China to pull citizens from NE Japan, other foreigners ponder exit amid nuclear crisis
Tuesday, March 15, 2011; 12:30 PM
TOKYO - China became the first government to organize a mass evacuation of its citizens from Japan's northeast on Tuesday, while other foreigners left the country following radiation leaks at an earthquake-damaged nuclear power plant.
Austria said it is moving its embassy from Tokyo to Osaka, 250 miles (400 kilometers) away, due to radiation concerns. France recommended that its citizens leave the Japanese capital, while the U.S. government advised Americans to avoid travel to Japan.
China's announcement came as Japan's nuclear crisis took a dramatic turn for the worse following an explosion and a fire at reactors at the Fukushima Dai-ichi complex. Japanese authorities said the fire caused radiation to spew into the air and told people living nearby to stay indoors.
The Chinese Embassy in Tokyo said on its website that it was preparing to send buses to remove its nationals from Miyagi, Fukushima, Ibaraki and Iwate prefectures, the hardest-hit provinces.
The embassy said the evacuation was necessary "due to the seriousness of and uncertainty surrounding the accident at the Fukushima nuclear plant at present."
Chinese diplomats were visiting the area to assist Japanese officials, said a Chinese foreign ministry spokeswoman, Jiang Yu, in Beijing. She gave no other details of the operation.
The number of Chinese affected is unclear, but the Ministry of Commerce in Beijing said it had contacted 22,155 Chinese nationals in the quake-hit areas, while another 261 could not be reached. Many Chinese work in factories in Japan, and the area around Fukushima is home to numerous small manufacturers.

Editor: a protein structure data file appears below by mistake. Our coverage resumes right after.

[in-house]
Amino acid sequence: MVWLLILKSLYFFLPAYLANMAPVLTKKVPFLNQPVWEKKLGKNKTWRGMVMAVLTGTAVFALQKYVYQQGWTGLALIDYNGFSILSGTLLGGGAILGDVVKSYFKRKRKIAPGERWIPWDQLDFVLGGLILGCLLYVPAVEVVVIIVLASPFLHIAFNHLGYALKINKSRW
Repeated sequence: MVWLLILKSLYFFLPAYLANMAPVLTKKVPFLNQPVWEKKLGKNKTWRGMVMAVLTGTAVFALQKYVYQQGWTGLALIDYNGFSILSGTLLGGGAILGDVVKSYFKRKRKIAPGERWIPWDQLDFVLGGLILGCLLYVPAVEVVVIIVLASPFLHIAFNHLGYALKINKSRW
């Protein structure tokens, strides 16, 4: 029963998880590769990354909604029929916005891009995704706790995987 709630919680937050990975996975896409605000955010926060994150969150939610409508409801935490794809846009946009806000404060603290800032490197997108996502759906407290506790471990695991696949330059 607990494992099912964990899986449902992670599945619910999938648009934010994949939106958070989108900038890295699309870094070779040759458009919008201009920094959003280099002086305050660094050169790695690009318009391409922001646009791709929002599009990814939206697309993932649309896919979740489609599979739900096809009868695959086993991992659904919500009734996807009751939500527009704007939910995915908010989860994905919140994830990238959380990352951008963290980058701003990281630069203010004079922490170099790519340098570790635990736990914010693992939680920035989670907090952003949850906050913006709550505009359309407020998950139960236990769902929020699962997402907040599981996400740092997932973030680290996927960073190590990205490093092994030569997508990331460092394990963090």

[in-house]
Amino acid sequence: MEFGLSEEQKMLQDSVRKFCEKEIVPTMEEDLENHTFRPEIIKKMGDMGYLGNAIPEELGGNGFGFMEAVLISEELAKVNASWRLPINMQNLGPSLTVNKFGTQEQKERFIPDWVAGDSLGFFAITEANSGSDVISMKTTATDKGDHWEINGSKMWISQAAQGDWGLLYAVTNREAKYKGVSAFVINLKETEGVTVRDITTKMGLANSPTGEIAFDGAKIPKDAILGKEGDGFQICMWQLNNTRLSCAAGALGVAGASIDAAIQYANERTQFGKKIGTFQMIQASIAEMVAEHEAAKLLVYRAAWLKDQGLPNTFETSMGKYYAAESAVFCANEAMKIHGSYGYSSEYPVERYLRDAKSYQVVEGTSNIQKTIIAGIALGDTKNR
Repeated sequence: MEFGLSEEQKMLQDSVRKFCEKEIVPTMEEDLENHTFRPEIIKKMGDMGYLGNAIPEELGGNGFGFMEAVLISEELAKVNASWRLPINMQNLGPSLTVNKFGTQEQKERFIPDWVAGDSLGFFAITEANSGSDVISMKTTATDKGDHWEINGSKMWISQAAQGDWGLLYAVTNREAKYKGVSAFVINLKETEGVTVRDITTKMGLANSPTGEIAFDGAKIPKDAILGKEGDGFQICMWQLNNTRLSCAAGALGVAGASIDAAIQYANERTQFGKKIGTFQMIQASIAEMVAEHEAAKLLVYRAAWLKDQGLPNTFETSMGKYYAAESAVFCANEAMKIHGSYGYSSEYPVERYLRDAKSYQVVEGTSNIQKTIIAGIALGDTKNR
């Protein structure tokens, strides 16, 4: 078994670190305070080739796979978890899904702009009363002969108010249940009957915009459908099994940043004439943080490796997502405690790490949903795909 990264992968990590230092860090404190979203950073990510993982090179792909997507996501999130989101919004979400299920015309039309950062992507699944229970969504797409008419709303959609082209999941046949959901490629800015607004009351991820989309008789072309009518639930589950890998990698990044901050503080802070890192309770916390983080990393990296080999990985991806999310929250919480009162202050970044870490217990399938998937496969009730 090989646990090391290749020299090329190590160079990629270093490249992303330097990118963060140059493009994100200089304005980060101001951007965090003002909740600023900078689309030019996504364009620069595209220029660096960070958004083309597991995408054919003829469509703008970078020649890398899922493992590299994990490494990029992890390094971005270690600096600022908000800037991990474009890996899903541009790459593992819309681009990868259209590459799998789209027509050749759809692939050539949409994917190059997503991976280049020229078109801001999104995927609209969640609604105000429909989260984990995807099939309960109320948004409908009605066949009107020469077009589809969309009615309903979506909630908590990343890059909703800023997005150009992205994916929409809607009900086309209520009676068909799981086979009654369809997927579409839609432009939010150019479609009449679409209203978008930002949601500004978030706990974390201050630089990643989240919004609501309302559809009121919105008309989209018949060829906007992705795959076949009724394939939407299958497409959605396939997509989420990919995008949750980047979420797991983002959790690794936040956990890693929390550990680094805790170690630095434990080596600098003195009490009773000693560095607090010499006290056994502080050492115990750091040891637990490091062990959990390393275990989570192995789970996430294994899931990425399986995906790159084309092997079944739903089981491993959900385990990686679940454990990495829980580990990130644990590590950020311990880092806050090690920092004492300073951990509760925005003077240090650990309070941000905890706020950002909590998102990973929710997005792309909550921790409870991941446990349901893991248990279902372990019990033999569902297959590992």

China Southern Airlines said it will use larger, 272-seat aircraft on the route between Tokyo and the Chinese city of Shenyang to handle the evacuees, the official Xinhua News Agency said.
Tokyo, which is about 170 miles (270 kilometers) from the stricken nuclear complex, reported slightly elevated radiation levels, but officials said the increase was too small to threaten the 39 million people in and around the capital.
Liezel Strauss, a South African art consultant in Tokyo, decided to leave Tuesday after her husband and mother called from abroad and said they were very concerned about her.
"Up to this point I was adamant to stay," Strauss, 32, said in an exchange of Twitter messages from her mobile phone as she rushed to the airport for a flight to Singapore. She thought the foreign press was overdramatizing, she added, but "now I'm not so sure anymore. Maybe it was time to get out."
Due to the risk of more earthquakes and uncertainty about the nuclear question, said an e-mail from the French embassy to its citizens, "it seems reasonable to advise that those who have no particular reason to stay in the Tokyo region leave ... for a few days."